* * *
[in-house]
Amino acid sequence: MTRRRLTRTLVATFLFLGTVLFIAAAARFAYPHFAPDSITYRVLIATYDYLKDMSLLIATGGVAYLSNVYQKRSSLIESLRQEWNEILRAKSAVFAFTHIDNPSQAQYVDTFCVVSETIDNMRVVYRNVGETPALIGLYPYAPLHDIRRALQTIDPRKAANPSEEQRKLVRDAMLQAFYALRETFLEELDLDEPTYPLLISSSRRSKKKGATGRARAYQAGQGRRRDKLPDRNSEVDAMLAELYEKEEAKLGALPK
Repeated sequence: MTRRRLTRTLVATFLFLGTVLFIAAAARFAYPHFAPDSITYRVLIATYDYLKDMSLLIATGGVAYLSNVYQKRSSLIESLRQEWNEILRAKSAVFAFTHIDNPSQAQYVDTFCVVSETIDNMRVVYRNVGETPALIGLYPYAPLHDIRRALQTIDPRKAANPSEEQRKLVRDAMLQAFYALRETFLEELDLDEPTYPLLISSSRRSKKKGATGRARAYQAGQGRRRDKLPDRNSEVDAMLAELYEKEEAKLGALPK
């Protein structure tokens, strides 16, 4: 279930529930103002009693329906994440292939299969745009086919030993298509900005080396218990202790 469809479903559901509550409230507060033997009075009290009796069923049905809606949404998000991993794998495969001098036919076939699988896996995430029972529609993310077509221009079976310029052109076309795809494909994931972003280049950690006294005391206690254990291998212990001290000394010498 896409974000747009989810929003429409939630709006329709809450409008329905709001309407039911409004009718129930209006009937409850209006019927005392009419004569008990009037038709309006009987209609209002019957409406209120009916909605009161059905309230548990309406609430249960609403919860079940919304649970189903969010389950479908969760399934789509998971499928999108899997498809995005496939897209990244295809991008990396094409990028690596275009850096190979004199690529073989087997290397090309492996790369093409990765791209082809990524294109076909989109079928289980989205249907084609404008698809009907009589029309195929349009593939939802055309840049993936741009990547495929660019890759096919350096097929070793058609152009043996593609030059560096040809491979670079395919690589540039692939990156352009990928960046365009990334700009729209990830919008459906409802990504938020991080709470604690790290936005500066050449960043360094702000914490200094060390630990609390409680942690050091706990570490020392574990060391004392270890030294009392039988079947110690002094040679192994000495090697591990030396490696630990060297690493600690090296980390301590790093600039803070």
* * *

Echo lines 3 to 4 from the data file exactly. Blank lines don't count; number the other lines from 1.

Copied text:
Repeated sequence: MTRRRLTRTLVATFLFLGTVLFIAAAARFAYPHFAPDSITYRVLIATYDYLKDMSLLIATGGVAYLSNVYQKRSSLIESLRQEWNEILRAKSAVFAFTHIDNPSQAQYVDTFCVVSETIDNMRVVYRNVGETPALIGLYPYAPLHDIRRALQTIDPRKAANPSEEQRKLVRDAMLQAFYALRETFLEELDLDEPTYPLLISSSRRSKKKGATGRARAYQAGQGRRRDKLPDRNSEVDAMLAELYEKEEAKLGALPK
């Protein structure tokens, strides 16, 4: 279930529930103002009693329906994440292939299969745009086919030993298509900005080396218990202790 469809479903559901509550409230507060033997009075009290009796069923049905809606949404998000991993794998495969001098036919076939699988896996995430029972529609993310077509221009079976310029052109076309795809494909994931972003280049950690006294005391206690254990291998212990001290000394010498 896409974000747009989810929003429409939630709006329709809450409008329905709001309407039911409004009718129930209006009937409850209006019927005392009419004569008990009037038709309006009987209609209002019957409406209120009916909605009161059905309230548990309406609430249960609403919860079940919304649970189903969010389950479908969760399934789509998971499928999108899997498809995005496939897209990244295809991008990396094409990028690596275009850096190979004199690529073989087997290397090309492996790369093409990765791209082809990524294109076909989109079928289980989205249907084609404008698809009907009589029309195929349009593939939802055309840049993936741009990547495929660019890759096919350096097929070793058609152009043996593609030059560096040809491979670079395919690589540039692939990156352009990928960046365009990334700009729209990830919008459906409802990504938020991080709470604690790290936005500066050449960043360094702000914490200094060390630990609390409680942690050091706990570490020392574990060391004392270890030294009392039988079947110690002094040679192994000495090697591990030396490696630990060297690493600690090296980390301590790093600039803070």